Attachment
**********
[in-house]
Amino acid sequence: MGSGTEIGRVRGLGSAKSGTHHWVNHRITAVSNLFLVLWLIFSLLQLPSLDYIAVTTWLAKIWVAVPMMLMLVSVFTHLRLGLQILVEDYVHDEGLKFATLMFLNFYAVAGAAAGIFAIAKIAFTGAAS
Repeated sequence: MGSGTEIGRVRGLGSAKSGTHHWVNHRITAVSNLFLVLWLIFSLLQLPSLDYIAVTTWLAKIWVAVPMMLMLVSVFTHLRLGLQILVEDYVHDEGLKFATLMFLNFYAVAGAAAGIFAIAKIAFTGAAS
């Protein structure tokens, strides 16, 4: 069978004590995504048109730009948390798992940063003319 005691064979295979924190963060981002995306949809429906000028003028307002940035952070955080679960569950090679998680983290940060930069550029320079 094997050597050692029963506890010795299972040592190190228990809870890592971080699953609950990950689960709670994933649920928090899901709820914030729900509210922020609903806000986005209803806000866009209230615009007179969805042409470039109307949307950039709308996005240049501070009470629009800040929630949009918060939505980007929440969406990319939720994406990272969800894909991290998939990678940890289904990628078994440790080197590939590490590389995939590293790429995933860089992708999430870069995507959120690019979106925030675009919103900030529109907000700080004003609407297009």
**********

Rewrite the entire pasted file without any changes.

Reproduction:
[in-house]
Amino acid sequence: MGSGTEIGRVRGLGSAKSGTHHWVNHRITAVSNLFLVLWLIFSLLQLPSLDYIAVTTWLAKIWVAVPMMLMLVSVFTHLRLGLQILVEDYVHDEGLKFATLMFLNFYAVAGAAAGIFAIAKIAFTGAAS
Repeated sequence: MGSGTEIGRVRGLGSAKSGTHHWVNHRITAVSNLFLVLWLIFSLLQLPSLDYIAVTTWLAKIWVAVPMMLMLVSVFTHLRLGLQILVEDYVHDEGLKFATLMFLNFYAVAGAAAGIFAIAKIAFTGAAS
């Protein structure tokens, strides 16, 4: 069978004590995504048109730009948390798992940063003319 005691064979295979924190963060981002995306949809429906000028003028307002940035952070955080679960569950090679998680983290940060930069550029320079 094997050597050692029963506890010795299972040592190190228990809870890592971080699953609950990950689960709670994933649920928090899901709820914030729900509210922020609903806000986005209803806000866009209230615009007179969805042409470039109307949307950039709308996005240049501070009470629009800040929630949009918060939505980007929440969406990319939720994406990272969800894909991290998939990678940890289904990628078994440790080197590939590490590389995939590293790429995933860089992708999430870069995507959120690019979106925030675009919103900030529109907000700080004003609407297009």